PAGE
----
Notes on Virginia Woolf

Six thirty. Over halfway through Jacob’s Room, the plot finally presents a conflict. His girlfriend cheats on him. He sees her walking away on the arm of another man. The motif of perishability has shown up a few times, particularly that of the written word. Woolf is pessimistic that individuals ever really get to know each other, and all this language we use just falls dead. So that our private worlds can never be communicated to one another. At this stage, Woolf suggests that this is a lamentable condition. A few years later, however, in Mrs Dalloway she rejects the idea of violating one’s privacy. It makes me want to go and reread Mrs Dalloway. In her own way, Virginia Woolf deals with problems of epistemology, of knowing what we know, but she applies it very personally and humanely. It is by means of language that we know about other people, but language itself is frail and fragile. Communication breaks down.

Two fifty. Woolf also discusses how language can be preserved, for instance in the British Museum, where Plato and Shakespeare and many others join together in a great mind. Then she talks about people being historical functionaries, mere actors in the same roles for centuries on end. Jacob didn’t seem fazed by the girl’s infidelity. The book doesn’t have much of a plot. No real conflict so far, so I can’t imagine what will be the climax.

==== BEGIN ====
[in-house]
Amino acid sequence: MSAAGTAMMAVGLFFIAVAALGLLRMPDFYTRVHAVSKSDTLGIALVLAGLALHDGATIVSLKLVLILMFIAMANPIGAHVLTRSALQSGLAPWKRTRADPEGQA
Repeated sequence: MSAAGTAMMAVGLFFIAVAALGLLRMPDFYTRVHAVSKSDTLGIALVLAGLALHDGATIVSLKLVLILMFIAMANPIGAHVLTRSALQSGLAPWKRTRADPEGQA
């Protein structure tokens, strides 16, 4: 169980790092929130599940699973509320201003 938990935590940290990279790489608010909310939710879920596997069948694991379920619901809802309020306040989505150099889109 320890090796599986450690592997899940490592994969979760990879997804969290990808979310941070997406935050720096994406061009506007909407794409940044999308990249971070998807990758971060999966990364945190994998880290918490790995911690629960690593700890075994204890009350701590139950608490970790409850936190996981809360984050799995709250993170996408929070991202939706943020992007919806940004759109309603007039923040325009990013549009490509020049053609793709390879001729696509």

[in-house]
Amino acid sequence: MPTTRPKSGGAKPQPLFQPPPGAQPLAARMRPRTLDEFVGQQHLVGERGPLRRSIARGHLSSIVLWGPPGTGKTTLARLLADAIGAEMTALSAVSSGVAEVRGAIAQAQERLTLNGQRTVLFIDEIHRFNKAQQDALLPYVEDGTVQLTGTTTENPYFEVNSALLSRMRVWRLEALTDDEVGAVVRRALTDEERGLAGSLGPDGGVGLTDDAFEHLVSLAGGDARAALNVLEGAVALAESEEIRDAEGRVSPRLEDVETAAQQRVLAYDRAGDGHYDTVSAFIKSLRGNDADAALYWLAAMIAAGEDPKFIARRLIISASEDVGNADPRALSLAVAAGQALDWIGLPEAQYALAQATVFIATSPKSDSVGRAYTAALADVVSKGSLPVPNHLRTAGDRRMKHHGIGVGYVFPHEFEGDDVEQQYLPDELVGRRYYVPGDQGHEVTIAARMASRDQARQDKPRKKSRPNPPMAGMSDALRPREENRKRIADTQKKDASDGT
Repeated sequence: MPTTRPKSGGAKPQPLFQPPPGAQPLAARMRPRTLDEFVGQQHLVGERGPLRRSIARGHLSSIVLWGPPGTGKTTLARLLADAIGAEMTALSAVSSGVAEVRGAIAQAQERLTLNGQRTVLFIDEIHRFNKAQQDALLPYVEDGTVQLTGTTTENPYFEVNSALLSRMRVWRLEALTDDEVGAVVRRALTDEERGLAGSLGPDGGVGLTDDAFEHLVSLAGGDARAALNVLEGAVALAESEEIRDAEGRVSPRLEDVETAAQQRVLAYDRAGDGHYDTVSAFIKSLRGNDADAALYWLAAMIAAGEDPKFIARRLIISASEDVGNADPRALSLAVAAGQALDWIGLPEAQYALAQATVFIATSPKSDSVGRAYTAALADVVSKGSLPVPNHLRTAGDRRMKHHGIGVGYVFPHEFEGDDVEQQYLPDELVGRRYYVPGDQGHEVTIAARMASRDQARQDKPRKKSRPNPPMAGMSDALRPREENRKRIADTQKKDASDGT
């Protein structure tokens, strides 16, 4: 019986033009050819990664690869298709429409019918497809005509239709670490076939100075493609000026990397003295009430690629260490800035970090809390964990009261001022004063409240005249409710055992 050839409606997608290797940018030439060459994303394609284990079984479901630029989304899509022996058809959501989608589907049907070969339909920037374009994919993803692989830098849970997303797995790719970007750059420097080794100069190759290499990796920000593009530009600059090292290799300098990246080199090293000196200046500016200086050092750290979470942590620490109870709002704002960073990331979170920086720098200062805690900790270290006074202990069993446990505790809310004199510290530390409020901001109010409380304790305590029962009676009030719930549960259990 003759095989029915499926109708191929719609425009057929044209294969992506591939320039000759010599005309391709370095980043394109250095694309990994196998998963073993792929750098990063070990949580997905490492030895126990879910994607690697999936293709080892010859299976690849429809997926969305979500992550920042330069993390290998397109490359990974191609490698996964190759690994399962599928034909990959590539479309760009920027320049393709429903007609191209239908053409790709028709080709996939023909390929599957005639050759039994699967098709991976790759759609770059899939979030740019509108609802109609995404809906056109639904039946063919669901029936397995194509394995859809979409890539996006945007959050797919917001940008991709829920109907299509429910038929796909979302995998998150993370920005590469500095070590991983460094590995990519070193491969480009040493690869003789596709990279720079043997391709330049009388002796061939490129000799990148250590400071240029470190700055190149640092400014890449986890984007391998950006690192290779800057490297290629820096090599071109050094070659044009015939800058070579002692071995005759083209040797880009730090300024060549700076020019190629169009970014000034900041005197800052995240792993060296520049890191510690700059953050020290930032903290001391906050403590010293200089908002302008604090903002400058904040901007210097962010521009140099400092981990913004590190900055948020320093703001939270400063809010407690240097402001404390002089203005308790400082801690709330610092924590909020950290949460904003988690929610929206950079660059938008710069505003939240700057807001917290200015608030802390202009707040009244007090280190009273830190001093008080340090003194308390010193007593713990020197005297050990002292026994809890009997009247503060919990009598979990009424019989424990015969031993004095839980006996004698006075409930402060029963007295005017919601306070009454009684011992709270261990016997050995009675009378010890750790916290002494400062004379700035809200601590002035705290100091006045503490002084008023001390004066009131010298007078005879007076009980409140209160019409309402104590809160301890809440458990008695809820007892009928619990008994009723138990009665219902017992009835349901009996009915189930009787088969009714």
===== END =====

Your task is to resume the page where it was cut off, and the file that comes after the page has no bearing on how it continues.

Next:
I might as well finish my reading. What can I make of Jacob’s Room?

Seven o’clock. Again, in the book I’ve encountered the theme of durability, whether beautiful things can last or not. Woolf doesn’t have a definitive answer, but raises the question recurrently. The other theme I keep seeing is how well we can ever know other people. Language is inadequate to really get at the truth of the people we think we know. And what we do know is perishable. So by turns, she brings up durability and perishability, never settling on one or the other. In one passage, however, she states that only beauty is immortal…

The climax is Jacob’s trip to Greece, especially his experience at the Acropolis. This beauty will outlast everything on the earth.


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